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    TV Schedules must rule....



    TV schedules must rule as rugby reaps the benefit
    <DIV =LeadPara>THIS may not come as too much of a surprise to anyone, and David Cameron will doubtless take great comfort from the fact, but clearly the rugby fraternity remain a pretty conservative bunch. In the Gareth Edwards bar at the Millennium Stadium at about half past five on Sunday afternoon, one of the main talking points was not the brilliance of some of the Welsh handling, or whether the Ireland Grand Slam dreams were rather inflated, but whether we should have been there at all. It's just not the same on a Sunday, ran the argument. </DIV>
    <DIV =LeadPara>Leaving Twickenham on Saturday, a man with a very red face and a clearly very patient wife at his side bellowed: "It's your bloody lot's fault we've got to be here next week at some damn stupid time [1.30 for those of you who haven't looked at your tickets yet].'' </DIV>
    <DIV =TailParas>Now of course the one thing you cannot say in those circumstances - much though you'd like to - is that such a comment is in itself 'damn stupid'. You just smile, and say you wouldn't like to be in the Italians' shoes, and walk on in to the night. But it does seem remarkable that even after all this time, there remains a residual opposition to changes to the Six Nations schedule that have undoubtedly benefited the game as a whole on a considerable scale. </DIV>
    <DIV =TailParas>Nearly eight million people watched Jonny's heroics at Twickenham, well over five million the marvellous match at Cardiff. Put the product on at the right time, and the numbers are proportionally higher. And if that means France against Wales at eight o'clock on a Saturday night (as it does this year, at French TV's insistence), well that's too bad I'm afraid. These days we all get to see every game, which is more fun. There's more interest in the sport. More sponsorship. More revenue generally. And that means better stadiums, etc, etc. You've heard it and read it all before, but sometimes it bears repeating. </DIV>
    <DIV =TailParas>There is one pretty sure bet though, and that is we won't be seeing a Six Nations game on a Monday night, which bizarrely remains the one evening of the week when the public as a whole seem steadfastly determined to withstand the television sporting steamroller. </DIV>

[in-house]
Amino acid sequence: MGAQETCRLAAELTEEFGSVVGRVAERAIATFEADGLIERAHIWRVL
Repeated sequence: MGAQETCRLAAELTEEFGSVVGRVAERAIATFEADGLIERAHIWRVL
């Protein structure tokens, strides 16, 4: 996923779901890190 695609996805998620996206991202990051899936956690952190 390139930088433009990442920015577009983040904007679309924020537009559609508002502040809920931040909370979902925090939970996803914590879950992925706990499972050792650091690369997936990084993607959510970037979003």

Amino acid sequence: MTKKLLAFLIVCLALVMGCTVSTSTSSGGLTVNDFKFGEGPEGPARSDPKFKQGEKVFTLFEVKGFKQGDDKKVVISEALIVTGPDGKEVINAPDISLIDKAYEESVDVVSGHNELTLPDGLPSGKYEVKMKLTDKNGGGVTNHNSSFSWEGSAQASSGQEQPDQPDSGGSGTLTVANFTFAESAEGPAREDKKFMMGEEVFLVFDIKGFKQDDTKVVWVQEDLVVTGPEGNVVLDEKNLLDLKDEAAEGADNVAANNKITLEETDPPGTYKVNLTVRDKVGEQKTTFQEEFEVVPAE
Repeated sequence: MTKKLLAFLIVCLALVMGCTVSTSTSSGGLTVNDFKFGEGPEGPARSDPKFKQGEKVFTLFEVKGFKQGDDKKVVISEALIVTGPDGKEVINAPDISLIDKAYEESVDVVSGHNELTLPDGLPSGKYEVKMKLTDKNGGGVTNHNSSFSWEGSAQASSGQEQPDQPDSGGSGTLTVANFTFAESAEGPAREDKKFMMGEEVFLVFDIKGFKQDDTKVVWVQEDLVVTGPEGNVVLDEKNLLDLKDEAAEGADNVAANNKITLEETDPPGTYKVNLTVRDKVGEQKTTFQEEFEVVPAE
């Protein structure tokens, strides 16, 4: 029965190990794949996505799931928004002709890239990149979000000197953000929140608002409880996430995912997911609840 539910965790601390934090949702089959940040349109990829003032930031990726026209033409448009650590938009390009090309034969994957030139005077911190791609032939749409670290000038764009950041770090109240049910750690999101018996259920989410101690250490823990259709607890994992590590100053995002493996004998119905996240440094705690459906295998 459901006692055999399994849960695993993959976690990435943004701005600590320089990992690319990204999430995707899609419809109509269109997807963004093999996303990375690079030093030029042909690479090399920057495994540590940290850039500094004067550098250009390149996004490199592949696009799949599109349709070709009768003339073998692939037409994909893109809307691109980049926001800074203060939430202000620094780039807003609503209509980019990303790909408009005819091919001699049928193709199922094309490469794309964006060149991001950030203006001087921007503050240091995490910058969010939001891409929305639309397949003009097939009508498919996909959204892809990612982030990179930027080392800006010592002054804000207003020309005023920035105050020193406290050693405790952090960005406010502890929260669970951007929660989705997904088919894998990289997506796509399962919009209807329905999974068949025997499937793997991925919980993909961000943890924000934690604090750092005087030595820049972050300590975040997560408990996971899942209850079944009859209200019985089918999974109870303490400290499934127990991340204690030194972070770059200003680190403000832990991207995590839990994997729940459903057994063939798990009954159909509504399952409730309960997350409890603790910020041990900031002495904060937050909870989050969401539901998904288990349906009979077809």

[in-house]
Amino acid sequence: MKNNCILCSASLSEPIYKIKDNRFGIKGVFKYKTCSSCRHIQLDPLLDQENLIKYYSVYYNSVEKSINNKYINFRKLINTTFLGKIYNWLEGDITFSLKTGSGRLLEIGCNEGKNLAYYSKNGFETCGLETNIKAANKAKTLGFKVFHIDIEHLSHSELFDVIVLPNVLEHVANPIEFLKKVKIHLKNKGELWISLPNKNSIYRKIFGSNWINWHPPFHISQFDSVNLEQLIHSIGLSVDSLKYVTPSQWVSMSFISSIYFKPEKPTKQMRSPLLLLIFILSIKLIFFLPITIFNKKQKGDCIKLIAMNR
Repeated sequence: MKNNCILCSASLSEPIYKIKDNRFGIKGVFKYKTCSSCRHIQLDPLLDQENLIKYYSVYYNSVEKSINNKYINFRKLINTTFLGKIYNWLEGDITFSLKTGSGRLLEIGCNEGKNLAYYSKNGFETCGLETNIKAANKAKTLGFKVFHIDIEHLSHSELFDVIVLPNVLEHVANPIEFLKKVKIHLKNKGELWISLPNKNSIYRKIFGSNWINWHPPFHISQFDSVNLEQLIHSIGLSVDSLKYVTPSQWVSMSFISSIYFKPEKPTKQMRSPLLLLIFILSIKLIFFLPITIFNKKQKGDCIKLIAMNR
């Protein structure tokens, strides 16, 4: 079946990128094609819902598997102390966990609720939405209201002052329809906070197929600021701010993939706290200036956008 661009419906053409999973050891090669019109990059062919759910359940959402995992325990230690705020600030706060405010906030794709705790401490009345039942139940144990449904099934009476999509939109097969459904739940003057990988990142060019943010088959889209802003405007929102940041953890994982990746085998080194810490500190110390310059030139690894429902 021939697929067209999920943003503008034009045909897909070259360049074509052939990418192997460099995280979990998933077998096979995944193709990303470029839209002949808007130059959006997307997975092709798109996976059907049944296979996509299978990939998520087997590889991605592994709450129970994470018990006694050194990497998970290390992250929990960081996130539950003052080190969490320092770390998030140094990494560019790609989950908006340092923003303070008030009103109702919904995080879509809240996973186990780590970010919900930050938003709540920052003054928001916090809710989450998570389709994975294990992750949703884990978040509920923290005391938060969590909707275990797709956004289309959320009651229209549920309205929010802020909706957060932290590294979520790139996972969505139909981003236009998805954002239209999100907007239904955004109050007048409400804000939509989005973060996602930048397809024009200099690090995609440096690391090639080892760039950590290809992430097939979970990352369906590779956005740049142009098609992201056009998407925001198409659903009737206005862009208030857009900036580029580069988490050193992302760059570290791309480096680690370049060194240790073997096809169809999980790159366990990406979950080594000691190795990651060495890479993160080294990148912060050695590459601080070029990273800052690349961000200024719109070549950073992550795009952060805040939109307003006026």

<DIV =TailParas>Monday Night Football was a great American institution. For 36 years from 1970 it was the 'must see' sports show in the US, combining the weekend's main football match with huge slices of entertainment. It pioneered technological changes in broadcasting, including the enhanced use of slow-motion replays and computerised graphics. The game was the thing, but the programme was much more, to the point where everyone from Bill Clinton to Kermit the Frog appeared on it. </DIV>
    <DIV =TailParas>Memorably in 1973, a key element of one show was Ronald Reagan, then governor of California, giving play-by-play explanation of American football throughout the match to John Lennon. Last year alone, the guest list went from Arnold Schwarzenegger to Paris Hilton and all points in between. So when Sky came along, it was an obvious thing to do - replicate the Monday night experience. Except they didn't go down the 'celeb path' by inviting Tony Blair to explain the intricacies of the offside trap to Michael Jackson. And if we're honest, empty seats at Bolton or Middlesbrough don't really have that 'must-see' feel about them. This week, even as someone who passed many formative years watching Bristol City, I was not going to spend too long watching the Robins go bob-bob-bobbing along to Sc**thorpe. I may have started the match, but I was never going to finish it - not with a tribute to Magnus Magnusson on the other side. </DIV>
    <DIV =TailParas>Or, come to that, Corrie. </DIV>
    <DIV =TailParas><FONT si
    Seas suas agus troid!
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